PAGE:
Paugussett Trail

The Paugussett Trail is a 14-mile (23 km) Blue-Blazed hiking trail "system" in the lower Housatonic River valley in Fairfield County and, today, is entirely in Shelton and Monroe, Connecticut. Much of the trail is in Indian Well State Park and the Town of Monroe's Webb Mountain Park. The mainline (official "Blue-Blazed") trail is primarily southeast to northwest with three short side or spur trails.

Paugussett Trail
Paugussett Trail Lake Zoar Scenic View Monroe CT.jpg
The Paugussett Trail's scenic view of the Monroe, Connecticut shore of Lake Zoar.
Length14 mi (23 km)
LocationMonroe / Shelton, Connecticut, USA
DesignationCFPA Blue-Blazed Paugussett Trail
Usehiking, cross-country skiing, snowshoeing, other
Highest pointWebb Mountain Park, 417 ft (127 m)
Lowest pointConnecticut Route 34, Lake Zoar and Stevenson Dam (41°23′N 73°10′W / 41.38°N 73.16°W / 41.38; -73.16Coordinates: 41°23′N 73°10′W / 41.38°N 73.16°W / 41.38; -73.16), 59 ft (18 m)
Difficultyeasy, with very few difficult sections
Seasoneasiest spring to fall
Hazardshunters, deer ticks, poison ivy

The Paugussett Trail today is composed of four (4) trails of which one is the upside-down V-shaped Southeast-to-North-to-SouthWest mainline trail (13.3 miles) plus three shorter side or access spur trails. The northernmost point on the trail is at Connecticut Route 34 and Lake Zoar's southern shore.

Notable features include the initial steep climb near the Indian Well waterfall, a steep climb with stairs at Princess Wenonah Drive and semi-obscured scenic views of the Housatonic River.[1] The Paugussett Trail is maintained largely through the efforts of the Connecticut Forest and Park Association.

The Paugussett Trail was a much larger trail in the 1930s and 1940s but it has been one of the Blue-Blazed Trails most drastically shrunk by post-World War 2 housing developments.

Trail descriptionEdit

 
Paugussett Trail access spur sign at Connecticut Route 34 on Lake Zoar, Monroe, Connecticut.

The Paugussett Trail extends from its southern terminus at Buddington Road in Shelton, and travels north through the Shelton Lakes Greenway, Indian Well State Park, and Birchbank Mountain Open Space, then enters the Town of Monroe at Webb Mountain Park, and turns southwest to follow the Boys Halfway River. The northern terminus is on East Village Road near its intersection with Barn Hill Road in the East Village section of Monroe. Today's Paugussett Trail passes through just the municipalities of Shelton and Monroe—both in Fairfield County.

The Paugussett Trail is primarily used for hiking, backpacking, picnicking, and in the winter, snowshoeing. Portions of the trail are suitable for, and are used for, geocaching, mountain biking and cross-country skiing. Site-specific activities enjoyed along the route include hunting (very limited), fishing, horseback riding, bouldering and rock climbing (access). There are signs at the Connecticut Indian Well State Park Paugussett trail head forbidding rock climbing near the Indian Well waterfall.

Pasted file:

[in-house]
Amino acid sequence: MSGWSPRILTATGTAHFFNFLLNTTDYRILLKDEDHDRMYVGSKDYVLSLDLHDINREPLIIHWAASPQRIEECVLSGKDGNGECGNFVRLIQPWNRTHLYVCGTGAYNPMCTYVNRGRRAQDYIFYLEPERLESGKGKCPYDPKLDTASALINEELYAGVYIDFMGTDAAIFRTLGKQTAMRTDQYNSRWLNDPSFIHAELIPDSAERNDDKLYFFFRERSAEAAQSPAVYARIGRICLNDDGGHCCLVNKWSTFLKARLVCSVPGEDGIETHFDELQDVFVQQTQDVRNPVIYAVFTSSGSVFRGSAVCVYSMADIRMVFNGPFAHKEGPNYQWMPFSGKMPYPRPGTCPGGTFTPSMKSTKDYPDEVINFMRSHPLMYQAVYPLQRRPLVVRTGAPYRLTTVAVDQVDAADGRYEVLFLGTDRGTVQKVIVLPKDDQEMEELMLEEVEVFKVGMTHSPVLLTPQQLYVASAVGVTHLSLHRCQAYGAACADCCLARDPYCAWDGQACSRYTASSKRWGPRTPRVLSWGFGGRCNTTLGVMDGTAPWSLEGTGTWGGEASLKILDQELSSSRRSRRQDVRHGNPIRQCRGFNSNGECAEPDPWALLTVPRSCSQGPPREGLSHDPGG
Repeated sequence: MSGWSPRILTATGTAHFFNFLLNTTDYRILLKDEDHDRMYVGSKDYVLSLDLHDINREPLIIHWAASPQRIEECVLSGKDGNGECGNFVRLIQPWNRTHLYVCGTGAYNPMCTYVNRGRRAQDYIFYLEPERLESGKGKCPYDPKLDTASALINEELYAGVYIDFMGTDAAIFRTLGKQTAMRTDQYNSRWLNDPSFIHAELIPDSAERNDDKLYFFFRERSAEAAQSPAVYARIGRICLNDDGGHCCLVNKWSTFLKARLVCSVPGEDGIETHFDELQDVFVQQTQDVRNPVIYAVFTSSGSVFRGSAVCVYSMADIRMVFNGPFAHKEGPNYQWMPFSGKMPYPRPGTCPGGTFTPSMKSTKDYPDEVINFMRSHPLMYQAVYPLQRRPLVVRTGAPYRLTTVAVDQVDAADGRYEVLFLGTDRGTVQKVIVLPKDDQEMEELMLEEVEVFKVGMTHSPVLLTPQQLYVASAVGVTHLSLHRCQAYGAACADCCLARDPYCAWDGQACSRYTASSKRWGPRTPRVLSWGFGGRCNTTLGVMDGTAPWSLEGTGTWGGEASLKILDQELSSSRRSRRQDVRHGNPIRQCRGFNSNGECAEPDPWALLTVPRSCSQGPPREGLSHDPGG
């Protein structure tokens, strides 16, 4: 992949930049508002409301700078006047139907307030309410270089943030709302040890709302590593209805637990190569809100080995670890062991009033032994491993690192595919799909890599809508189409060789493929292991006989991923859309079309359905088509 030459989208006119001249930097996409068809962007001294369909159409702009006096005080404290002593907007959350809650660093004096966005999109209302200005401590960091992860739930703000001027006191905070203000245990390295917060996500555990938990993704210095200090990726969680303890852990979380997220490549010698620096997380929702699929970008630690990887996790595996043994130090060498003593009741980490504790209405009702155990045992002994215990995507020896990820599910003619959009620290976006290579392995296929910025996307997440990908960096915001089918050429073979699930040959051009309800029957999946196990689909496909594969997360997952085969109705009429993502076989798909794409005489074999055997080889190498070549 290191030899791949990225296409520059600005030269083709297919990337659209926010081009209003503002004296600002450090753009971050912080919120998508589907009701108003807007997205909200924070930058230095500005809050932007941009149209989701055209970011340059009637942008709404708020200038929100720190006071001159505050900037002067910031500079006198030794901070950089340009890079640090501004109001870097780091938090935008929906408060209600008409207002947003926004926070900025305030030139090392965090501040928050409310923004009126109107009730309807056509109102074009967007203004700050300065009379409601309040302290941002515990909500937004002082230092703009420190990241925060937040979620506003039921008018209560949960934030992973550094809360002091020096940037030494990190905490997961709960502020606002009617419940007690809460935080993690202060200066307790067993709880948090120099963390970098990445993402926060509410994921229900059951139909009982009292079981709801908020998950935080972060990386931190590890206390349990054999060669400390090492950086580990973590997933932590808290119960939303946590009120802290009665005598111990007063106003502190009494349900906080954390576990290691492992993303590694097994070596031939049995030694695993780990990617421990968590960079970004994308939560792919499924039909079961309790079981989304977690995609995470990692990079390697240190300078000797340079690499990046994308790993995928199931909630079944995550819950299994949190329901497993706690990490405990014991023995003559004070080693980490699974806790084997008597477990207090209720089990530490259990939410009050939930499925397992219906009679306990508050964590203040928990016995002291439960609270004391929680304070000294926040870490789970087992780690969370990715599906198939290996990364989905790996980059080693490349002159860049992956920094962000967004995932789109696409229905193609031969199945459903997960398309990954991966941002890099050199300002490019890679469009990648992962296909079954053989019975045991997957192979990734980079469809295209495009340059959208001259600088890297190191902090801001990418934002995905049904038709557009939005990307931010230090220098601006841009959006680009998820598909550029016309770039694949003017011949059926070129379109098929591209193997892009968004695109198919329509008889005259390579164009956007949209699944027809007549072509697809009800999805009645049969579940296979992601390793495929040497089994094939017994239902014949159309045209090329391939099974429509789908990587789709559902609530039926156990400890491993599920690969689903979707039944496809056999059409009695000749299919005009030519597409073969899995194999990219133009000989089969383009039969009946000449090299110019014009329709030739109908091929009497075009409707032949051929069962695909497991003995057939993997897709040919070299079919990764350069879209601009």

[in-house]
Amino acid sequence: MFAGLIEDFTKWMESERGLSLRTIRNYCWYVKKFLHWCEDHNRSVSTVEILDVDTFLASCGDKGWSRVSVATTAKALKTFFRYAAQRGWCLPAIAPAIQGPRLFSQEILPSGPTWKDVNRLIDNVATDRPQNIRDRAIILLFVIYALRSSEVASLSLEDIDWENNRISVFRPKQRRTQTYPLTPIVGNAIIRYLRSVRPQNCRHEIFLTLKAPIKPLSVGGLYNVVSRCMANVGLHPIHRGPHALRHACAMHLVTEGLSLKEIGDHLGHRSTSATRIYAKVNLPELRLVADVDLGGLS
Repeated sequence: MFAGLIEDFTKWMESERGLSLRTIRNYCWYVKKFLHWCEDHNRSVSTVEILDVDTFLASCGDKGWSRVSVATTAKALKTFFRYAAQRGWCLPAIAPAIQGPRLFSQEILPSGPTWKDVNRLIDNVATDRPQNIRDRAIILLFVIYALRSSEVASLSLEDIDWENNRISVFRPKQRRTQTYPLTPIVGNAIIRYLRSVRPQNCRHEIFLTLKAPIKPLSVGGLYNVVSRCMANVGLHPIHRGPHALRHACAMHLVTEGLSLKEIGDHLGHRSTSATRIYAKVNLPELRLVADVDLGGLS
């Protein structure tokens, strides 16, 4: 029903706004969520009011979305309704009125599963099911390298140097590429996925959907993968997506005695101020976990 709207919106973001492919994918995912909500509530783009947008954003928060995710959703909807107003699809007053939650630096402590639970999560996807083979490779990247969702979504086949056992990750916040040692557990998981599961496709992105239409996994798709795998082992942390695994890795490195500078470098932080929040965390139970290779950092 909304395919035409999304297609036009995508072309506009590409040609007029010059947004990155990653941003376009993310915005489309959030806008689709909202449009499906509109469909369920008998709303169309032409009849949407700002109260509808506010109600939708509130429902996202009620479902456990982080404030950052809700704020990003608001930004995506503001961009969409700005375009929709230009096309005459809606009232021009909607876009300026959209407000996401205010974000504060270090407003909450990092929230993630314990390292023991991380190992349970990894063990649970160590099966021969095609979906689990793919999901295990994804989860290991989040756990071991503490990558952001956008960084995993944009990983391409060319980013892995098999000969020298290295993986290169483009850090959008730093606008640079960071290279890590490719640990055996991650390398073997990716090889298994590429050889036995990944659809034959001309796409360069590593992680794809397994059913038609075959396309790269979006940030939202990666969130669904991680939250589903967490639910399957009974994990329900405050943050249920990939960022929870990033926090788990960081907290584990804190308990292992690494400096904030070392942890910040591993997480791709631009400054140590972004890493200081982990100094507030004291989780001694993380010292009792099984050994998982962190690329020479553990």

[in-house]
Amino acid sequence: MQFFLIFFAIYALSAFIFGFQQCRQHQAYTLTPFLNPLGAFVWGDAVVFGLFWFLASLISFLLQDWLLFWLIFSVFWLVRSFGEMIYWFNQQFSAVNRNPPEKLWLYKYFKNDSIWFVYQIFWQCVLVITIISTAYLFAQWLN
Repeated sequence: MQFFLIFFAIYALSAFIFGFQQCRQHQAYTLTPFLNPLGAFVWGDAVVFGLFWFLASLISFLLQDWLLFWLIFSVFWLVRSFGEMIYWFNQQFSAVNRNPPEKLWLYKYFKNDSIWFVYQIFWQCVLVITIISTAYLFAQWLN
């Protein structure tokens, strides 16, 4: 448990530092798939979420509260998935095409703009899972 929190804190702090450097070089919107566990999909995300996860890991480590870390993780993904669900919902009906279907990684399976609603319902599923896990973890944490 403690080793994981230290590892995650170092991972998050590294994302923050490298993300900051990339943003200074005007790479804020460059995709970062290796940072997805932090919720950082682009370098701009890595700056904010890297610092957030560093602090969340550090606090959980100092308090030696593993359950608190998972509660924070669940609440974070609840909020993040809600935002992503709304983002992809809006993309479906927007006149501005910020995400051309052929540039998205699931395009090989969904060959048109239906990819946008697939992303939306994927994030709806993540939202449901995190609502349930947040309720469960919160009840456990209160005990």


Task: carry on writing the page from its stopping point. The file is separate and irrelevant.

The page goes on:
Trail routeEdit

 
Paugussett Trail crossing power line cut north of Webb Mountain Park in Monroe, Connecticut.

The trail begins on Buddington Road and travels north through the Shelton Lakes Greenway, passing through Eklund Garden and following the shores of Hope Lake and Silent Waters. There is an extensive trail network at Shelton Lakes. The trail then continues north on open space land owned by the City of Shelton, passing hayfields to arrive at Meadow Street, where the trail begins a long, gradual descent towards the Housatonic River.

The trail crosses Route 110 (Leavenworth Road) and soon arrives at a parking area for the Falls at Indian Well State Park. This marks the former southern terminus of the trail. An unmarked but well-traveled side trail, locally called the "Well Trail," leads from the parking area to the legendary falls on Indian Hole Brook. The Paugussett Trail crosses the brook and gradually climbs about 350 feet to the top of the riverbank, where there is a short spur trail leading to an overlook of the Housatonic River.

The main trail then begins following the riverbank, passing a white-blazed access trail leading up from the Indian Well beach, and continuing for about two miles through sometimes difficult terrain before reaching another overlook of the Housatonic River at the Birchbank Mountain Open Space. The trail then descends gradually, passing over an old charcoal mound and crossing Upper White Hills Brook at the side of the former Monroe Rod and Gun Club, where a chimney stands. There's a brief road walk beginning on Round Hill Road, then the trail rises steeply between houses to enter Shelton Land Trust property. This section of trail is known as the Poet Path. After another brief road walk on Thoreau Drive, the trail drops steeply to Round Hill Brook, which marks the Shelton/Monroe border and the beginning of Webb Mountain Park.